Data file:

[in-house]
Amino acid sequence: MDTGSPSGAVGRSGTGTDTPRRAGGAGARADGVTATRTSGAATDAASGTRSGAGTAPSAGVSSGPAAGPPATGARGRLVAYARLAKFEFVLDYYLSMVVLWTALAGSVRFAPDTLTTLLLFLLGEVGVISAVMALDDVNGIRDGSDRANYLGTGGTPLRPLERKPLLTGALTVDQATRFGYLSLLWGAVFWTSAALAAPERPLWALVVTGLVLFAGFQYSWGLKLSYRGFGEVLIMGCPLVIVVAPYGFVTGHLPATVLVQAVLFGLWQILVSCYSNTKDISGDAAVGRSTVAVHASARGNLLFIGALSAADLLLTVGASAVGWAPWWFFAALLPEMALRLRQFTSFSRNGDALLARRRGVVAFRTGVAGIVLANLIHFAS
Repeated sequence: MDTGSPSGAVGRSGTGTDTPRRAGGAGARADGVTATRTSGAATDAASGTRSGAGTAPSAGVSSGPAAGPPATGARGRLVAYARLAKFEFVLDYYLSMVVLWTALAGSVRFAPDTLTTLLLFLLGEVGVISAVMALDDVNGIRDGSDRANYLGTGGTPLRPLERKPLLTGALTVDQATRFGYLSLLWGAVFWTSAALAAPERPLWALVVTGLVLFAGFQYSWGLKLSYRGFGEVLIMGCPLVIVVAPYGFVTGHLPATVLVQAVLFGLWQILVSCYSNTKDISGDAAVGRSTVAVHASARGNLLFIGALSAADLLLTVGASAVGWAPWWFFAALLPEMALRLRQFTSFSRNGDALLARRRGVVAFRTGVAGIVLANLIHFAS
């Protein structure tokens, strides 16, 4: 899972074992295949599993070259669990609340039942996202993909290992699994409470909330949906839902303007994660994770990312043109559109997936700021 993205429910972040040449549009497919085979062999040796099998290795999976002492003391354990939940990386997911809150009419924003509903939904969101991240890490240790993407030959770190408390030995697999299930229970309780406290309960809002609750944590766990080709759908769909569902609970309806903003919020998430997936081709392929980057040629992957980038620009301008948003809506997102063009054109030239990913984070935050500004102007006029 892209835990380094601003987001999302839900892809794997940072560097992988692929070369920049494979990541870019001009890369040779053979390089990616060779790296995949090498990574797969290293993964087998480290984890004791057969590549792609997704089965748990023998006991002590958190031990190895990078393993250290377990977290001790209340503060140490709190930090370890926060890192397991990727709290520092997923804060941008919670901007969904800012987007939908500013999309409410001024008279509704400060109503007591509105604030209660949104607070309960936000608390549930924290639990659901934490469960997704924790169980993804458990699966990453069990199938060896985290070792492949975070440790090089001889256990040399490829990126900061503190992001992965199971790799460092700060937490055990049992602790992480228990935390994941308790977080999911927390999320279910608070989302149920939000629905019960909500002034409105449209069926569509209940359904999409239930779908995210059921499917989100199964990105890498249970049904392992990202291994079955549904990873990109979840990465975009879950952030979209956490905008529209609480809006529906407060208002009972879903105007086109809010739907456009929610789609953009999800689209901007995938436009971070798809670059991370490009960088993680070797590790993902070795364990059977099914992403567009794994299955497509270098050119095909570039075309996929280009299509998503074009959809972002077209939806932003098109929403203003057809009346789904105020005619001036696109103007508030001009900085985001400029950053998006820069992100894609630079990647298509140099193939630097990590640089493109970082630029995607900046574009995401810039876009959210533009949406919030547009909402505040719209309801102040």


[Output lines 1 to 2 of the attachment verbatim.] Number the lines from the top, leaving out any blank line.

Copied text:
[in-house]
Amino acid sequence: MDTGSPSGAVGRSGTGTDTPRRAGGAGARADGVTATRTSGAATDAASGTRSGAGTAPSAGVSSGPAAGPPATGARGRLVAYARLAKFEFVLDYYLSMVVLWTALAGSVRFAPDTLTTLLLFLLGEVGVISAVMALDDVNGIRDGSDRANYLGTGGTPLRPLERKPLLTGALTVDQATRFGYLSLLWGAVFWTSAALAAPERPLWALVVTGLVLFAGFQYSWGLKLSYRGFGEVLIMGCPLVIVVAPYGFVTGHLPATVLVQAVLFGLWQILVSCYSNTKDISGDAAVGRSTVAVHASARGNLLFIGALSAADLLLTVGASAVGWAPWWFFAALLPEMALRLRQFTSFSRNGDALLARRRGVVAFRTGVAGIVLANLIHFAS